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Man dies after becoming trapped in tidal mud flat in Alaska

Zachary Porter, of Illinois, got stuck in the mud. Rescuers couldn’t reach him before he was submerged by the incoming tide.
A channel flows through the mud flats along the Seward Highway and Turnagain Arm in Alaska on Oct. 25, 2014. Authorities said, a 20-year-old man from Illinois who was walking Sunday evening, May 21, 2023, on tidal mud flats with friends in an Alaska estuary, got stuck up to his waist in the quicksand-like silt and drowned as the tide came in before frantic rescuers could extract him.
A channel flows through the mud flats along the Seward Highway and Turnagain Arm in Alaska in 2014.Bob Hallinen / Anchorage Daily News via AP file

A man died in Alaska on Sunday after he got trapped waist-deep in tidal mud flats and was submerged by the incoming tide, state troopers said.

Zachary Porter, 20, of Illinois, got stuck in the mud flat in the Turnagain Arm at low tide near Hope on the Kenai Peninsula south of Anchorage, Alaska State Troopers said in a statement.

Porter was with three friends walking on the mud flat when he got stuck at 5:52 p.m., Alaska State Troopers spokesman Austin McDaniel said.

Rescuers were unable to free him before the tide came in and covered him, and Porter died at 6:43 p.m., the law enforcement agency said.

The Turnagain Arm is a body of water that has one of the fastest incoming tides in the world, McDaniel said. The silty mud flats are known locally to be extremely hazardous, he said.

“What looks like solid ground can turn into quicksand with little to no notice,” McDaniel said.

The group was around 50 to 100 feet offshore, off the Hope Highway, when Porter became stuck. A friend immediately called 911, McDaniel said. Porter's body was recovered Monday morning.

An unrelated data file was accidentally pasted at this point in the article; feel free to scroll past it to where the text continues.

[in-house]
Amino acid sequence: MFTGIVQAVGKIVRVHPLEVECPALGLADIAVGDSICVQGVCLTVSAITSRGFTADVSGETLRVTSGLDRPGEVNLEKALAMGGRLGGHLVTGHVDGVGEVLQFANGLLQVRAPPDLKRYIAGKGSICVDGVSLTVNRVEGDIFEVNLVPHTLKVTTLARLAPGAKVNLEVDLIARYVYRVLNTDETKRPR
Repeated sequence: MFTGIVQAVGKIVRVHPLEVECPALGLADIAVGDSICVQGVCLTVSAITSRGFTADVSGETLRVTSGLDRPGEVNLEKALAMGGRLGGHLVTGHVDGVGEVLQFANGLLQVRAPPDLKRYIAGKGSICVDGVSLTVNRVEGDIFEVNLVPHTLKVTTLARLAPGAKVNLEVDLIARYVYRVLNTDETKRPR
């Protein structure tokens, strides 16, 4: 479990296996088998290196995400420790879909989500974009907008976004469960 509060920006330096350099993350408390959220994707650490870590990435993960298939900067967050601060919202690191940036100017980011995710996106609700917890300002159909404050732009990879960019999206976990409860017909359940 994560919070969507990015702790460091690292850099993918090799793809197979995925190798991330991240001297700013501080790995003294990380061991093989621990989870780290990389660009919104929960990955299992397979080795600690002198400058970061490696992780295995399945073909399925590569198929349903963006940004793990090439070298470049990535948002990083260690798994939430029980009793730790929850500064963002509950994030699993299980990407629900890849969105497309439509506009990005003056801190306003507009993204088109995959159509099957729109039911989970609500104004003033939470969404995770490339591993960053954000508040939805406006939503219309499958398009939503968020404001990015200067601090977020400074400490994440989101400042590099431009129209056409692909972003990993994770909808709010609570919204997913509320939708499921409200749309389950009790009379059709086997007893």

Rescues occur on the mud flats in the Turnagain Arm, but it’s been decades since there was a death there as far as state troopers are aware, McDaniel said.

The Girdwood Fire Department responded to assist in the local rescue, but were in transit when water covered the victim.

Girdwood Fire Chief Michelle Weston said that during mud rescues firefighters will use a penetrating nozzle around 5 to 6 feet long to inject water around a stuck person. Firefighters use backboards on the flat to have a stable platform to stand.

“As you get a body part free, you put that on the backboard and keep going,” she said.

Rescues can take 10 to 30 minutes or more, and they can be fighting against the fast tide. The water, no matter the time of year, can also cause victims to become hypothermic, Weston said.

“They lose their ability to help rescue themselves,” Weston said. Her fire department rescued a fisherman two weeks ago, and a surveyor in October, both of whom became stuck.

People are urged to stay off the mud flats, but if someone does become stuck they are urged to call 911 right away, McDaniel said.

“We would much rather hear that you were able to self-rescue and get out of there rather than waiting too long,” he said.